Category Archives: estates

The “Skinny” on Abdicating a Title During the Regency Era

Many times in Regency-based novels we have the situation where for one reason or another, the hero refused the title he has inherited and “abdicates” his new peerage. The question is whether this is a viable plot line.  The answer … Continue reading

Posted in Black Opal Books, British history, Church of England, customs and tradiitons, estates, family, Georgian England, Georgian Era, history, Inheritance, kings and queens, legacy, peerage, real life tales, Regency era, research, titles of aristocracy, tradtions | Tagged , , , , , , , , , , , , , | 2 Comments

A Widow’s Stipend, Jointures, Dower, Settlements, and Dowry. Which is Which in the Regency?

  English Common Law provided a widow a life interest in one-third of the freehold lands her husband owned at the time of their marriage. She could not be denied these rights unless she was found guilty of treason, felony, … Continue reading

Posted in British history, customs and tradiitons, estates, Georgian England, Georgian Era, Great Britain, history, Inheritance, Jane Austen, Living in the Regency, marriage, marriage customs, Pride and Prejudice, real life tales, Regency era, Regency romance, Sense & Sensibility, Uncategorized | Tagged , , , , , , , , , , , , , | 6 Comments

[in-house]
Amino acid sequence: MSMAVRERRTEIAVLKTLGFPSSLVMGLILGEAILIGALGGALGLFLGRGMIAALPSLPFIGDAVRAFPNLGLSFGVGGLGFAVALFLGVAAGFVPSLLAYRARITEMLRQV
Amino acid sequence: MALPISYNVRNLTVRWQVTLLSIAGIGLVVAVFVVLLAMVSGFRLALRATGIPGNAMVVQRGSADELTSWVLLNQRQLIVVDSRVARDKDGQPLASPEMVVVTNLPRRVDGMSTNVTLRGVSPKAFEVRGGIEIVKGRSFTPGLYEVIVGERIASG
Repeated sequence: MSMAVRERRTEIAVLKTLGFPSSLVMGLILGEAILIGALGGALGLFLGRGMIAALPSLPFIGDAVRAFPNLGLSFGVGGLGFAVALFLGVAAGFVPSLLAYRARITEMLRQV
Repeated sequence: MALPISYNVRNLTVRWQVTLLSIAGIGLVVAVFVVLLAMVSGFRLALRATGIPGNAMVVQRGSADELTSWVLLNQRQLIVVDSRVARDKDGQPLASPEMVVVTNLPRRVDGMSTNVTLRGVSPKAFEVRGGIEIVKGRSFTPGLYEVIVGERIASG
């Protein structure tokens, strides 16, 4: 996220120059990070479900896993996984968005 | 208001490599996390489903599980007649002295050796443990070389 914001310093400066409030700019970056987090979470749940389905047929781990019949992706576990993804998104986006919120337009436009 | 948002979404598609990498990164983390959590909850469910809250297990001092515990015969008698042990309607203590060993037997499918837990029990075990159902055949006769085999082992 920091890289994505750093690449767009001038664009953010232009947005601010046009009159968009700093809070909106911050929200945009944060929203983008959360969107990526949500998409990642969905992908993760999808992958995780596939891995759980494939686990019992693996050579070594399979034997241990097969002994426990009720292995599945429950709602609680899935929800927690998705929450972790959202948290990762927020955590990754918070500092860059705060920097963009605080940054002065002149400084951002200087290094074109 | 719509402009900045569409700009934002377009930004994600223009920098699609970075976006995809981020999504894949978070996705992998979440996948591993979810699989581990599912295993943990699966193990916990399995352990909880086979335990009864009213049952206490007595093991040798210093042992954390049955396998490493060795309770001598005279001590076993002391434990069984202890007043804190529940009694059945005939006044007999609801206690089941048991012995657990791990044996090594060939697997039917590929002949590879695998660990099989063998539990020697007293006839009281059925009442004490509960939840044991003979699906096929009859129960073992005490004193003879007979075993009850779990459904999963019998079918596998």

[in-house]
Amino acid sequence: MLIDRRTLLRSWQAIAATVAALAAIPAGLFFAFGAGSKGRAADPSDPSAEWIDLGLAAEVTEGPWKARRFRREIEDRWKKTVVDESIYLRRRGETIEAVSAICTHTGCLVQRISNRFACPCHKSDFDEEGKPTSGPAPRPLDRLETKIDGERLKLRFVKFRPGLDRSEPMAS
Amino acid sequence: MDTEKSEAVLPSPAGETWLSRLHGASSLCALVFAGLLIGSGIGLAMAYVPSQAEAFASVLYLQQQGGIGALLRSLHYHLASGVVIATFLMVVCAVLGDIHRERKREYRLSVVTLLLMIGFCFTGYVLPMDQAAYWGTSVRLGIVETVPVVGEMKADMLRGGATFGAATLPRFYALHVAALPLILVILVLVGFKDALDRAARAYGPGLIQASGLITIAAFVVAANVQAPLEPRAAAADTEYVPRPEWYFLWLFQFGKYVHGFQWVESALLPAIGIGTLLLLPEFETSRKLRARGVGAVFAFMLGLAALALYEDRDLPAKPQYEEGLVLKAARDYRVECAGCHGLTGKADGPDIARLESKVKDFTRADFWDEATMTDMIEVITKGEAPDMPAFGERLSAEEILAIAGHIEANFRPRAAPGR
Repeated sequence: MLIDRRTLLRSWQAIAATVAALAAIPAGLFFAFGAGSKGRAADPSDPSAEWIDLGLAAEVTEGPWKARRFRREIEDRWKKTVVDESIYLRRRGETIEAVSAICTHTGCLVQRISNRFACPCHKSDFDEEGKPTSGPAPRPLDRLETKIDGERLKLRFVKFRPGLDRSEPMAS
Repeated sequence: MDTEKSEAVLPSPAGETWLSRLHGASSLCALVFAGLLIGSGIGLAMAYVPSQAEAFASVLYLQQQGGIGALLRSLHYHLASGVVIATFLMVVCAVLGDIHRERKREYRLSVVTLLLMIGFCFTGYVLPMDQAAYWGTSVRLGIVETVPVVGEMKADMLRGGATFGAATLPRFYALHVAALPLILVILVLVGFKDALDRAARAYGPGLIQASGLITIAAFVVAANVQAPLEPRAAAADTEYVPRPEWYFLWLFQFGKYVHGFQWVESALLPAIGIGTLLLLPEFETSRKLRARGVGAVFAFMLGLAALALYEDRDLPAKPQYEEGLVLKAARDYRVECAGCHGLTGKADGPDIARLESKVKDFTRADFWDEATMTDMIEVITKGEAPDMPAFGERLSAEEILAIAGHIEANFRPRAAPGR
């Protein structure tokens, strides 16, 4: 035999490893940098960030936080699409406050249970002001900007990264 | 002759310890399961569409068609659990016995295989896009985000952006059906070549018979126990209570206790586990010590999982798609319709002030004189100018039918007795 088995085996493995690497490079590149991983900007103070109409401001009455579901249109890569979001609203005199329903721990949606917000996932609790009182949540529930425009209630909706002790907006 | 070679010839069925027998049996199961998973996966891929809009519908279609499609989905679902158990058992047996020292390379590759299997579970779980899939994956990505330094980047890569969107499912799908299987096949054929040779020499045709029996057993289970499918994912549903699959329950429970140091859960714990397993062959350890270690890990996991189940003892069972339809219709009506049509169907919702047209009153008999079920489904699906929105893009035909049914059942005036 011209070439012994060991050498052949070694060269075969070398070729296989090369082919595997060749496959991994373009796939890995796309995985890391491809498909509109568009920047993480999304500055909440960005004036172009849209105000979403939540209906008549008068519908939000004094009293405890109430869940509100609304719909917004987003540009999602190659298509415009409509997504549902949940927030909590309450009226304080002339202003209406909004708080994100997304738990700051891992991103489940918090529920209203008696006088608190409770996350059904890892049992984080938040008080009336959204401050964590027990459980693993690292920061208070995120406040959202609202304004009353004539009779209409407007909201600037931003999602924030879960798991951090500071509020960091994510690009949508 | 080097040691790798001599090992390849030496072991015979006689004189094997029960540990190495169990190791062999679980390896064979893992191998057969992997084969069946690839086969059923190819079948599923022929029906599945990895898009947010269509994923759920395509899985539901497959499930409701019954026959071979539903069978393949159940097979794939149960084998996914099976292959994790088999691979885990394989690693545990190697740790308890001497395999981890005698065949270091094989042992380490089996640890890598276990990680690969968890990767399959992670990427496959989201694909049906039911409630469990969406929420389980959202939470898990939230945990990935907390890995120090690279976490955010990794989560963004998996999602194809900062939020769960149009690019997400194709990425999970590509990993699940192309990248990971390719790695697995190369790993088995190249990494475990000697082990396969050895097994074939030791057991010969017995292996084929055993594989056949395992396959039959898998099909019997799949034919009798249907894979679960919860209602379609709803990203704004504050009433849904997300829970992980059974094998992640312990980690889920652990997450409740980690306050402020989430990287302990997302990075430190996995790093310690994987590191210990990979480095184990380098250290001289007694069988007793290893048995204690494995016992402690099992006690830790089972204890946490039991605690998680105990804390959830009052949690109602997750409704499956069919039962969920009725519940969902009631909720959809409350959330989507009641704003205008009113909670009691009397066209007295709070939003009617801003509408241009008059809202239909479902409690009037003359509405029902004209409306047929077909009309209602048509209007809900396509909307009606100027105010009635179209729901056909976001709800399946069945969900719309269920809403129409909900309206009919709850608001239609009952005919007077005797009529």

“The Mistress of Rosings Park” Has Arrived!

Today, my latest book baby takes its first breath. I am hoping my faithful readers will enjoy this latest tale of Jane Austen Fan Fiction. Before I share an excerpt, permit me to give you some of the background. First, … Continue reading

Posted in Austen Authors, book excerpts, book release, books, estates, excerpt, Georgian England, Georgian Era, heroines, historical fiction, Jane Austen, Living in the Regency, Pride and Prejudice, reading habits, Regency era, romance, Vagary, writing | Tagged , , , , , , , , , , | 5 Comments

Female Inheritance and the Release of “The Mistress of Rosings Park” + a Giveaway

Under English law, women were subordinate to their husbands. It was expected that the woman was under the “protection and influence of her husband, her baron, or lord.” The law stated the old adage of “two shall become one.” She … Continue reading

Posted in Austen Authors, book excerpts, book release, British history, eBooks, estates, excerpt, family, Georgian England, Georgian Era, giveaway, history, Inheritance, Jane Austen, Living in the Regency, marriage, marriage customs, Pride and Prejudice, publishing, reading habits, Regency era, Regency romance, research, writing | Tagged , , , , , , , , , , , , , | 14 Comments

“Kinks” in the Peerage Laws in Great Britain

First, and foremost, one must understand the creation of peerages is a royal prerogative. Letters patent are used exclusively now for this task, but this was not always so. Letters patent are a form of open or public proclamation and a … Continue reading